Running Time: 130 mins
Rated: MA 15+
You probably already know this is the sequel to a film originally based on a video game. We can only hope it will be "game over" for this film franchise. In this installment, The Cradle of Life, aristocratic, amateur anthropologist and professional adventurer, Lara Croft (Angelina Jolie) sets out to find Pandora's Box. Presumably, to keep it closed.
Jan de Bont, whose best work seems to be in the rear-view mirror of an out of control bus (Speed, 1994), offers us a nearly incoherent series of stunts, fights and explosions. If anything, the price for admission is justified when Croft and her renegade SAS sidekick, don custom suits to jump off a Shanghai tower, then sail over the city like two flying squirrels. You can see an identical stunt performed in the Alps by the same (no doubt insane) Swiss para-gliders in a recent Warren Miller ski film. The benefit being that the rest of Miller's footage is more interesting than de Bont's.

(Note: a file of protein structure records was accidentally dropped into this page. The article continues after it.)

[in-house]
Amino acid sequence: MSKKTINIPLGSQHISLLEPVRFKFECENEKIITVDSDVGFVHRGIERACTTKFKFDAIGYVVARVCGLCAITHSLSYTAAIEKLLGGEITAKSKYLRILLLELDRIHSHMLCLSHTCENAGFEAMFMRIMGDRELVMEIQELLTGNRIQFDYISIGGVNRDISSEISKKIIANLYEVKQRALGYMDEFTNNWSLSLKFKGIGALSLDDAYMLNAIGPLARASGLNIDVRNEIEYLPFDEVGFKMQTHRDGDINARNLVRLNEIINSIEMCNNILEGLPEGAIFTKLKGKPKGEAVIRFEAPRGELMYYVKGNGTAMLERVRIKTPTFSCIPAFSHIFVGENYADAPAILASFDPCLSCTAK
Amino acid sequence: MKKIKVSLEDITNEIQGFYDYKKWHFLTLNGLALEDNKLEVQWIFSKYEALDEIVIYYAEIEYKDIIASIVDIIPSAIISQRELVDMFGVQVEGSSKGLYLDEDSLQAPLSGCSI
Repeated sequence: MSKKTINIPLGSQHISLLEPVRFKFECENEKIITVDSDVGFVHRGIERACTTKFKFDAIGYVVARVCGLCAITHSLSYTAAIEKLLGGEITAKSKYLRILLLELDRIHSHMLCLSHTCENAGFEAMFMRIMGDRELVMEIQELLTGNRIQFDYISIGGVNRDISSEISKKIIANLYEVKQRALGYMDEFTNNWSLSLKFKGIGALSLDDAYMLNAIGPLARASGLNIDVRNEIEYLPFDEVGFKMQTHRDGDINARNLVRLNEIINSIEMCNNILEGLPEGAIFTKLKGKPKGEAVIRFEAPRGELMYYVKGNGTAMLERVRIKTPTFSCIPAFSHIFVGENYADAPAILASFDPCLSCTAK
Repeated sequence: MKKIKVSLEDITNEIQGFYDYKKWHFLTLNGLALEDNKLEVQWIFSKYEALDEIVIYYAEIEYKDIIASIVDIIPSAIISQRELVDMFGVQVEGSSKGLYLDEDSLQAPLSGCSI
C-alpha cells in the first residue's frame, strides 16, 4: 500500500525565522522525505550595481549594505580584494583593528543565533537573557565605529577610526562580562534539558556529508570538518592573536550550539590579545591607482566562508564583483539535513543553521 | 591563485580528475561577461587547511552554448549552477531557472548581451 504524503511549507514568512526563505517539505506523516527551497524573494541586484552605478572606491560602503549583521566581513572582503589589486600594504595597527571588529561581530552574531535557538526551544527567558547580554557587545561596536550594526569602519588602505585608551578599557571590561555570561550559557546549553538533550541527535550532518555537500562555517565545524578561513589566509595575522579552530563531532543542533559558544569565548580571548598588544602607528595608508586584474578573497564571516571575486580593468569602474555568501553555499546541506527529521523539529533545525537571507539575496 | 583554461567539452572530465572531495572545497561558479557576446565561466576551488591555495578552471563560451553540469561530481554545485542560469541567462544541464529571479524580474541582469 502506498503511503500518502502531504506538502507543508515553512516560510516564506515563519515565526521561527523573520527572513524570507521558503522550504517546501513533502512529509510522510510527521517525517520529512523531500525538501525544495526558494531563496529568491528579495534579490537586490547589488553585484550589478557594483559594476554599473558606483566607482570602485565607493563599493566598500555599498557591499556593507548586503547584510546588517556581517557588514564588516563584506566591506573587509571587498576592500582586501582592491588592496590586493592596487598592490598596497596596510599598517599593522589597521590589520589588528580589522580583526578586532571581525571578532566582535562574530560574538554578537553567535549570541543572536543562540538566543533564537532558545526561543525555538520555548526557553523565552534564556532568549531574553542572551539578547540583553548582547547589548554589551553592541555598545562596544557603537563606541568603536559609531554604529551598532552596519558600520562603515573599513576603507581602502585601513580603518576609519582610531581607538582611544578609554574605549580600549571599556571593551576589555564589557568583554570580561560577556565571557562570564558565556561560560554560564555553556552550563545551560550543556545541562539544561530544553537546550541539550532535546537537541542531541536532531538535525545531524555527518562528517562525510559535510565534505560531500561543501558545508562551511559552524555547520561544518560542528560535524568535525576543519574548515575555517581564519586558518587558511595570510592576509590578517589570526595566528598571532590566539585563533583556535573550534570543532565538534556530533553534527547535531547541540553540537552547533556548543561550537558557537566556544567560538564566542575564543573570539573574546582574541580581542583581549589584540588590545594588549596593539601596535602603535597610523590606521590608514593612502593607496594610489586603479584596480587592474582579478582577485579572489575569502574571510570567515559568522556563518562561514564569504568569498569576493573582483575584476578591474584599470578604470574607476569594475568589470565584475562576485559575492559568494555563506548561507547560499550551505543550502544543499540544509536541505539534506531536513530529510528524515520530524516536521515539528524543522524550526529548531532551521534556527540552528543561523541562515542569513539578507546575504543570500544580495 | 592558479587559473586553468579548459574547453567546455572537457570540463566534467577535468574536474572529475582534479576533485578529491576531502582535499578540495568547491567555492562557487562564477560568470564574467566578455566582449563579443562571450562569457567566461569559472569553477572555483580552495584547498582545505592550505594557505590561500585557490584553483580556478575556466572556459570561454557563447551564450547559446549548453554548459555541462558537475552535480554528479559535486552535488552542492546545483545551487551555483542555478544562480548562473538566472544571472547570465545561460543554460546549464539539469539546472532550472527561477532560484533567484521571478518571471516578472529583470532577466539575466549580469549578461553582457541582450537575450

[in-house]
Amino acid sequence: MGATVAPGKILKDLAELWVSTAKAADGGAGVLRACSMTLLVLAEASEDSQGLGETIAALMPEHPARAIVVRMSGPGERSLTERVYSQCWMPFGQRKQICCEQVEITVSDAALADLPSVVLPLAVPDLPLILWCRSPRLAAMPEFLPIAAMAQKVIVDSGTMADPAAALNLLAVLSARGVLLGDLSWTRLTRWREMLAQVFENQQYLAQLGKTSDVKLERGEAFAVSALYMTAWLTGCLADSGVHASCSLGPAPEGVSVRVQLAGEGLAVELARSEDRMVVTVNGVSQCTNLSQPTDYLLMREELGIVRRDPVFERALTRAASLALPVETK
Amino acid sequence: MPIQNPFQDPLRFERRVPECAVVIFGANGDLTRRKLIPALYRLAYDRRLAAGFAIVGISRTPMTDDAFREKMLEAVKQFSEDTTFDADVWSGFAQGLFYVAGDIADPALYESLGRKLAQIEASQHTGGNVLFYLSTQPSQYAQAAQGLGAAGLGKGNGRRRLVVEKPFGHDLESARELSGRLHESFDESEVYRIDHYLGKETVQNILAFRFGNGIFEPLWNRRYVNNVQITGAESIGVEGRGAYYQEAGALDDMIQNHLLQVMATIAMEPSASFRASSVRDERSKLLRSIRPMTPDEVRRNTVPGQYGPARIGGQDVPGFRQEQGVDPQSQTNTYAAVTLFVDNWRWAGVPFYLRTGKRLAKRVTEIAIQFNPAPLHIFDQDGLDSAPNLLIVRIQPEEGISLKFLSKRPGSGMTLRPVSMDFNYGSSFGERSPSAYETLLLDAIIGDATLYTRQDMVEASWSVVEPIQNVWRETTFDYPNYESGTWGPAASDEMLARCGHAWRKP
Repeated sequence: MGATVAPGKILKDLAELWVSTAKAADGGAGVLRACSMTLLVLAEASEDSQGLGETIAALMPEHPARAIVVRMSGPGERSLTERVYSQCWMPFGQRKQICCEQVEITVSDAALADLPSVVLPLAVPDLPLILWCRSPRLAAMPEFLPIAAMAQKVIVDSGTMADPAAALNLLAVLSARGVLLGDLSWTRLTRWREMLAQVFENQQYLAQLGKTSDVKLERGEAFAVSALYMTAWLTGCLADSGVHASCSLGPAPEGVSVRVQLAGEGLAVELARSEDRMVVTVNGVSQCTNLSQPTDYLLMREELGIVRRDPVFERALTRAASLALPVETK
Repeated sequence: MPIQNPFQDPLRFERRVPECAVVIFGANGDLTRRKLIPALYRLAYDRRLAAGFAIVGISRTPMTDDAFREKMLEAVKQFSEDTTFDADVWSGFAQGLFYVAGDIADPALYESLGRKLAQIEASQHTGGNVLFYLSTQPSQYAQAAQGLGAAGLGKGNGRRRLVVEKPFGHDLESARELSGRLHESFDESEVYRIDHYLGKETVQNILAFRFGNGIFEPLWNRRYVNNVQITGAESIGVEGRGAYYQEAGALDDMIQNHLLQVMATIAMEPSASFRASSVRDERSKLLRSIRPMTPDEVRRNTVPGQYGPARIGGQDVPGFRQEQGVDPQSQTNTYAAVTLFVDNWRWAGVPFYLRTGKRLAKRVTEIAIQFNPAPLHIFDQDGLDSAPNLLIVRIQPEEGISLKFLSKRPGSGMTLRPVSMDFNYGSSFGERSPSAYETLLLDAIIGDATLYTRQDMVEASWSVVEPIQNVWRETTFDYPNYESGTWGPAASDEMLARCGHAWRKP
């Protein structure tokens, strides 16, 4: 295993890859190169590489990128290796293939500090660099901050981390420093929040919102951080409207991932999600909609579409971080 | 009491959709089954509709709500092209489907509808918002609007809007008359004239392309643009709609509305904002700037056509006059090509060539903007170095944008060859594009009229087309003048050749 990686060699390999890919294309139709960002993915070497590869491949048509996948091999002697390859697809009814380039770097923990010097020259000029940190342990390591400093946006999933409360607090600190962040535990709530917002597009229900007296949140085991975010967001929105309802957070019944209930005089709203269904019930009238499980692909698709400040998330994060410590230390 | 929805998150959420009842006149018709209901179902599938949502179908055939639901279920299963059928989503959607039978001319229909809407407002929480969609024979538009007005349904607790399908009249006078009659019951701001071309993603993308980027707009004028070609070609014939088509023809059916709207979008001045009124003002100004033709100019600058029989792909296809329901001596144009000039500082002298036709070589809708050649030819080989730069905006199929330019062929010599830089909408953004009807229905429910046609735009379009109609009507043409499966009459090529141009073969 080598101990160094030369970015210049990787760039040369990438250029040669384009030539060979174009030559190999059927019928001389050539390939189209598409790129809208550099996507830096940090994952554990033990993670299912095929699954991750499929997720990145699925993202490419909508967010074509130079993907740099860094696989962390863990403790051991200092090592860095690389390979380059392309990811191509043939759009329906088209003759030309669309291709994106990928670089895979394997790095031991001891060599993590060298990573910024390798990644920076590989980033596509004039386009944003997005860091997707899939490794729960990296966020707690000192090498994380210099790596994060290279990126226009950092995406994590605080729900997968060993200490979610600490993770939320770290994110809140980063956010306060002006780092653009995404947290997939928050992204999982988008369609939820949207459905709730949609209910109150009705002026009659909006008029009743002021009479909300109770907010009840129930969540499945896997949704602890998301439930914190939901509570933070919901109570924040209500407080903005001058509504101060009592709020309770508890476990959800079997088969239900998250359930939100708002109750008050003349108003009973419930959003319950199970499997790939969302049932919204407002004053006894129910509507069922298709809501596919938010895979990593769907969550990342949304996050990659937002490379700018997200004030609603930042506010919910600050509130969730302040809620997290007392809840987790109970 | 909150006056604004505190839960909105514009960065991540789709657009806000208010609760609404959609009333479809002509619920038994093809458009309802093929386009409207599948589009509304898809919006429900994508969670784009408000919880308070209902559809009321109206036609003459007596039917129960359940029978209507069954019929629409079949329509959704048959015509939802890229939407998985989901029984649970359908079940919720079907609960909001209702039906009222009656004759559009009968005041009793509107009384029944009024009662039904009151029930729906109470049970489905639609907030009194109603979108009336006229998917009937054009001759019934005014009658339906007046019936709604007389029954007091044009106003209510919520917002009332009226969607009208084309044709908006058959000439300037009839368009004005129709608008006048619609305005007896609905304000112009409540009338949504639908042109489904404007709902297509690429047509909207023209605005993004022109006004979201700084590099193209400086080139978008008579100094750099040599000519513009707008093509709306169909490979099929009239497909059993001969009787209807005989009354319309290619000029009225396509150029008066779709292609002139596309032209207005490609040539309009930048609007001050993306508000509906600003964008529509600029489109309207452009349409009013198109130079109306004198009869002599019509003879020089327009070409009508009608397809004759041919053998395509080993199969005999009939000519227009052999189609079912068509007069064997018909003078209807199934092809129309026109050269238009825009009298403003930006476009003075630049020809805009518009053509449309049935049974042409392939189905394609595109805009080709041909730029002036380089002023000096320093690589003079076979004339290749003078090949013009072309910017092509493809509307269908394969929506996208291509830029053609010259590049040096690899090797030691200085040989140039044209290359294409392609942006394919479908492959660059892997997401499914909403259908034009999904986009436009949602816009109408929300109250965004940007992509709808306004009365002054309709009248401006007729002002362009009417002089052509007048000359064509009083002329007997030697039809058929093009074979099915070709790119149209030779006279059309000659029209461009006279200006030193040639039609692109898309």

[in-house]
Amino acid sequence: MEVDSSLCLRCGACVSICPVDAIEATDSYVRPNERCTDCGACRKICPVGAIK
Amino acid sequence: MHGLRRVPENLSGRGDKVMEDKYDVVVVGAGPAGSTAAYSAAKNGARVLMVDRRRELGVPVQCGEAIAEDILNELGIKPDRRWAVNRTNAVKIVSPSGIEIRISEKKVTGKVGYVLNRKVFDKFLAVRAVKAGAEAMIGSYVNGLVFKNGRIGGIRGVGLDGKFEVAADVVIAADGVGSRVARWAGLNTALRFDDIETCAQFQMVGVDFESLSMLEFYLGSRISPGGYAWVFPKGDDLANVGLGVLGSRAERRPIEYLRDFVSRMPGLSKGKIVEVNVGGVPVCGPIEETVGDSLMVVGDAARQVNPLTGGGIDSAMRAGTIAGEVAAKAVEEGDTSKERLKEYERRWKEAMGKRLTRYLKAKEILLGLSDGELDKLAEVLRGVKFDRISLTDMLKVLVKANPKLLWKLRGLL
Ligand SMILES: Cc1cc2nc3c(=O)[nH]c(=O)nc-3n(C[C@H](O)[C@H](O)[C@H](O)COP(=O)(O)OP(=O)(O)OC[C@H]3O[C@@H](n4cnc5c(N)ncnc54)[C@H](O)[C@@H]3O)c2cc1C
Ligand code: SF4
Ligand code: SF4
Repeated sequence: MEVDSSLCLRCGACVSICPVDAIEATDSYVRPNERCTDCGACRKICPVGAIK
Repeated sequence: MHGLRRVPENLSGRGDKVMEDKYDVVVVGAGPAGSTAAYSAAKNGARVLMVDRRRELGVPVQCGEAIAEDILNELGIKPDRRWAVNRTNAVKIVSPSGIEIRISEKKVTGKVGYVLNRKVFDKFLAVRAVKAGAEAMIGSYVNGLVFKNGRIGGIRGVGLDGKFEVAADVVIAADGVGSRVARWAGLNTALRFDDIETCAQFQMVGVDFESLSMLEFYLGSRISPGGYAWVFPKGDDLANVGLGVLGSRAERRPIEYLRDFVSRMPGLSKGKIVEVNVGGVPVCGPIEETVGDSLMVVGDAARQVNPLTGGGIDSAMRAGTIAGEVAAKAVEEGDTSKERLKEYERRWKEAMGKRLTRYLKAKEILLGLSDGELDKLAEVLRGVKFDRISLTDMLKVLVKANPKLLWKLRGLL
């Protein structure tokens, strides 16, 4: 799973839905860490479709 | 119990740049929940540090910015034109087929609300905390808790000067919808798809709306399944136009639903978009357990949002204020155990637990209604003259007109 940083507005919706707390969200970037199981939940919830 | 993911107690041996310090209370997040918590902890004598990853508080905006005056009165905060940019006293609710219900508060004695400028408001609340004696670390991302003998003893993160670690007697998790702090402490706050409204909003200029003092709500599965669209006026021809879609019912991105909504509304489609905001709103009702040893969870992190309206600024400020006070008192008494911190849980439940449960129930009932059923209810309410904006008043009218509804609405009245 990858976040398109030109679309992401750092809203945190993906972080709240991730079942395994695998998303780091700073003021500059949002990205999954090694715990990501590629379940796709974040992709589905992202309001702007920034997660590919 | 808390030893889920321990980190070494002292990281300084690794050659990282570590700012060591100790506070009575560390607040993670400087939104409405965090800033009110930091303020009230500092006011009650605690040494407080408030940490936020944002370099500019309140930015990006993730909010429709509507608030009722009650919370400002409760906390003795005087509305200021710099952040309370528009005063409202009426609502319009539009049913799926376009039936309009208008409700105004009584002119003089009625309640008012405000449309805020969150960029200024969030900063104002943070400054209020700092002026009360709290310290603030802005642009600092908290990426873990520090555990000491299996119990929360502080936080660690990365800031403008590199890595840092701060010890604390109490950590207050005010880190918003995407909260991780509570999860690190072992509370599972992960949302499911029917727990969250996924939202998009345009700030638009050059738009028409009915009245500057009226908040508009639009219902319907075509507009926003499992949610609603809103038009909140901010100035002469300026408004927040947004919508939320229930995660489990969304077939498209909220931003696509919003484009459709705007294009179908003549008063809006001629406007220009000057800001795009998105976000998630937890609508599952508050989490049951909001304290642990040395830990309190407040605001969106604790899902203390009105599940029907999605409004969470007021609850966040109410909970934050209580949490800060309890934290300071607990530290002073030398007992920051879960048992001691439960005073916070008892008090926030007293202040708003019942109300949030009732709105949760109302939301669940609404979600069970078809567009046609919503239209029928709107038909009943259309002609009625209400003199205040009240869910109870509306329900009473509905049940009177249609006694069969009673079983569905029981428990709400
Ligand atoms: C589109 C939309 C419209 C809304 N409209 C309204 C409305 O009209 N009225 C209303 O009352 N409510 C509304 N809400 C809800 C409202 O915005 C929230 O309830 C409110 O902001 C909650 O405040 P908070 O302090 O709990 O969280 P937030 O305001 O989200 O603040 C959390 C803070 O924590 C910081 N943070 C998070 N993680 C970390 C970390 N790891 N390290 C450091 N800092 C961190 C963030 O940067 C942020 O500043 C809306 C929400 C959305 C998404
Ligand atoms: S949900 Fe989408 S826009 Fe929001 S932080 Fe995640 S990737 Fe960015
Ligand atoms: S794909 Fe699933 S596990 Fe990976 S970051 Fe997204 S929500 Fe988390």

Following a trend in which acting is an unnecessary luxury for action films, Jolie's attempt at the calm, cool exterior of British aristocracy comes off as somnambulism. The extent of her character's emotional range seems to be the raising of the occasional eyebrow.
The PG rating stems from the comic book violence and the very thin effort to find a love story. The later never gives in even to the removal of tight-fitting wetsuits, or flying squirrel suits for that matter.
The idea of a contemporary discovery of a prelapsarian box of evil has miles of potential, and de Bont has managed to cover at least a metre's worth. Let us hope the baton will be passed for the rest of the trip.
Harden Grace is an Associate of the Australian Catholic Film Office.